Writing An Essay Under Exam Conditions

Essay writing has been the bane of many GCSE and A level students’ lives since the beginning of time, and the digital age hasn’t changed it nearly as much as we might think. 

With exam season approaching, we spoke with Carine, one of the best online essay tutors in the UK. Carine has a BA in Human, Social, and Political Science from the University of Cambridge and tutors students in essay writing for GCSE, A-Level, University Admissions, and Undergraduate levels. 

“How to write an essay under exam conditions is something that many of my students struggle with. 

This can be a daunting process, but if done correctly and using a tried and true technique, nothing will be able to stop you from achieving exam success!” 

The purpose of this article is to provide students with one possible strategy for approaching an exam essay. This strategy was developed over many years of teaching and working as an online essay tutor and is primarily aimed at students studying humanities or social sciences.

So…. here we go!

3 minutes– Exam essays are timed! It’s just the way the beast is. So, the best way to make the most of that time is to plan and think for about 2-3 minutes.

Critically examine the question– This is the point at which students make mistakes. Rather than saying, “Tell me everything you know about A and B,” questions often ask specific questions about specific topics. Keep this fact in mind. After that, you’ll need to brainstorm relevant information and incorporate it into your strategy. Some plans can be detailed, while others can be as simple as 5 key words related to specific paragraphs, depending on time constraints.

More about this ‘plan’ thing– We’ve figured out what the question is asking, and we’ve had that all-important ‘think.’ Let’s make a plan out of this jumble of genius! Is it necessary to take a chronological or thematic approach to the question? For A level, thematic is frequently required, but chronological is usually sufficient for GCSE. “Search for command words” like “discuss,” “evaluate,” “to what extent,” and so on…. 

These will determine whether you need to write a narrative essay or balance two sides of an argument before reaching a conclusion. Make a list of all of your ideas and organise them into topic paragraphs. Then, in a logical order, arrange your paragraphs to aid the overall flow of your essay. The ultimate goal is for the essay to flow smoothly, allowing the examiner to see how your ideas develop. Making a good plan is an important step in the right direction.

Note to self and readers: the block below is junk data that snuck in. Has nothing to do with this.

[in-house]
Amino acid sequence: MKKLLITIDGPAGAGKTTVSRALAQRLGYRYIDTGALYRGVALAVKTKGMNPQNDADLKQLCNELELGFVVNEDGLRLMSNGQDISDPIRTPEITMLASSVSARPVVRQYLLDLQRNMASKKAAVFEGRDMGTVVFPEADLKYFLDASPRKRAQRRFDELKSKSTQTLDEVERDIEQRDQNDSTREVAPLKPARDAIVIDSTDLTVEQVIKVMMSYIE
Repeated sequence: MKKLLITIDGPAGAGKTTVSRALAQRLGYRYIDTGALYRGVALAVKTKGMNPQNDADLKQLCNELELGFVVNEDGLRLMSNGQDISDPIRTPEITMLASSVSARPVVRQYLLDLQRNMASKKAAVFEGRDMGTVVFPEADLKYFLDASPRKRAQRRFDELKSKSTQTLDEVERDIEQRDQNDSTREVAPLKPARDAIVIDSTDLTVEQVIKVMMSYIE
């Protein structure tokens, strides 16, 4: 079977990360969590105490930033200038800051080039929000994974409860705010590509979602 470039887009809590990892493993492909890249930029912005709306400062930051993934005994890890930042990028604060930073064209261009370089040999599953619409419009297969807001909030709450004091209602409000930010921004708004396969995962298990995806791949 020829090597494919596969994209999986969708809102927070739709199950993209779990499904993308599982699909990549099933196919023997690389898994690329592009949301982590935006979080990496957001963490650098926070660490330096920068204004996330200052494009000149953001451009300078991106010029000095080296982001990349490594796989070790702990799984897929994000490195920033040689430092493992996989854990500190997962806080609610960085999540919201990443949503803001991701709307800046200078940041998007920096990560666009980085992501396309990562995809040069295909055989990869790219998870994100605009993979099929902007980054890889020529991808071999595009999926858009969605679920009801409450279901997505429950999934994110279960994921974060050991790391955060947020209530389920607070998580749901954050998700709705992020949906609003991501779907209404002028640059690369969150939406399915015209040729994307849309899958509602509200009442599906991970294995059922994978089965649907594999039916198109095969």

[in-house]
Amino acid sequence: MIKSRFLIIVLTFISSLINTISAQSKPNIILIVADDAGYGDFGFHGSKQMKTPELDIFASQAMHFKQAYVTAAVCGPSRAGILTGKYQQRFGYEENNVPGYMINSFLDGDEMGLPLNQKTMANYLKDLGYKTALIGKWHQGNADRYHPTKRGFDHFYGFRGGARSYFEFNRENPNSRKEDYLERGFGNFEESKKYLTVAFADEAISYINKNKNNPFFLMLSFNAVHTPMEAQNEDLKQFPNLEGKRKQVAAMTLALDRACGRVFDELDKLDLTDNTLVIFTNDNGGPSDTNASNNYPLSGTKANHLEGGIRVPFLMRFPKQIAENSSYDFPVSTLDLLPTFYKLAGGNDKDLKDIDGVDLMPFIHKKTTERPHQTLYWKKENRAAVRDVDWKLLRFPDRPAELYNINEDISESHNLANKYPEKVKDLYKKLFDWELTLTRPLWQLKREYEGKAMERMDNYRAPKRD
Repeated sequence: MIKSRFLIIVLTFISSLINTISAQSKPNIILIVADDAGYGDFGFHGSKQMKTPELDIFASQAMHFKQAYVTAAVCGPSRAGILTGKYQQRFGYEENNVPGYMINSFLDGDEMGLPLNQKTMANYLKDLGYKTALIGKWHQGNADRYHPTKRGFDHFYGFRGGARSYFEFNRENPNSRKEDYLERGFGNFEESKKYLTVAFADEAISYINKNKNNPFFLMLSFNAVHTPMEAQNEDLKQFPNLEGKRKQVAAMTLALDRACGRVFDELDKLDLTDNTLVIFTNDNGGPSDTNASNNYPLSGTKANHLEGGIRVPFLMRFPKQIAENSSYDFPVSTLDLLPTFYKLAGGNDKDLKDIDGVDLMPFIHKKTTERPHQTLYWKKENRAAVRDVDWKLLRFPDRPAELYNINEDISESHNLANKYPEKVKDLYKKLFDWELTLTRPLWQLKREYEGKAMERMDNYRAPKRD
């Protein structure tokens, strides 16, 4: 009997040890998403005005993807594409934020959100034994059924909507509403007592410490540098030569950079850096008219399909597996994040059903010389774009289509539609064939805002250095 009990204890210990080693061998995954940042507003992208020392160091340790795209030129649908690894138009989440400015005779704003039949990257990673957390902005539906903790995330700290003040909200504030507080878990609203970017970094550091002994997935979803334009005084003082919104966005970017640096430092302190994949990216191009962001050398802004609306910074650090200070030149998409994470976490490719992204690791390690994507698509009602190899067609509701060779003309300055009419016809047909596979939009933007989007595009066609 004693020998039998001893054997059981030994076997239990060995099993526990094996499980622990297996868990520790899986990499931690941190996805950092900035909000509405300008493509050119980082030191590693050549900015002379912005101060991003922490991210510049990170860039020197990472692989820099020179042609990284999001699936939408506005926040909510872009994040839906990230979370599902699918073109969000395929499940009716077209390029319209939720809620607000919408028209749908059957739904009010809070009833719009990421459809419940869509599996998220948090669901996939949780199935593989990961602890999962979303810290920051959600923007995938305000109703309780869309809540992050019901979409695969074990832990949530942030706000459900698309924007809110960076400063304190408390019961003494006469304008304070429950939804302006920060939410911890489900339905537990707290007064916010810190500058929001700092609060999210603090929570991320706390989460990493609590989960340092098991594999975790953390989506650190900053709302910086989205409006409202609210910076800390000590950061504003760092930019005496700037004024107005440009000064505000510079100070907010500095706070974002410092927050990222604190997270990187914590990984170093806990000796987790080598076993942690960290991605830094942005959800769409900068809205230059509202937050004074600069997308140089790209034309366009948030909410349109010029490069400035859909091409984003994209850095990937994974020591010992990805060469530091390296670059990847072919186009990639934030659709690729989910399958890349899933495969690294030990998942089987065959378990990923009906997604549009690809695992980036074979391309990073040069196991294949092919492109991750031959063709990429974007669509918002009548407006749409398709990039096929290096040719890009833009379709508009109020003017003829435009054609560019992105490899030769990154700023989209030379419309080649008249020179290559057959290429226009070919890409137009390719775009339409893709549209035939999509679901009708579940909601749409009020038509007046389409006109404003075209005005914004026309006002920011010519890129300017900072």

What should this ‘essay plan thing’ look like?

Introduction- This section will introduce your understanding of the question, how you intend to approach it, a little about the content, and possibly your line of argument. Introductions are difficult for some students, so they prefer to finish them last. It is purely a matter of personal taste.

Between 4 and 6 paragraphs- Each paragraph should begin with a topic sentence that informs the examiner about the topic of the paragraph. By the second sentence, the examiner should have a good idea of what the paragraph is trying to accomplish. Don’t be stingy with your words! Each paragraph should present information in a concise and clear manner. Then comes the crucial part…. Make sure your paragraphs are clearly marked. This means that before moving on, allude to what the next paragraph will say. This adds fluidity to your essay and shows the examiner that you paid close attention to structure in your response. (Note: The first thing most levelled mark schemes for all exam boards say is that structure is important.) Topic paragraphs and signposting serve to check a box on that critical mark scheme).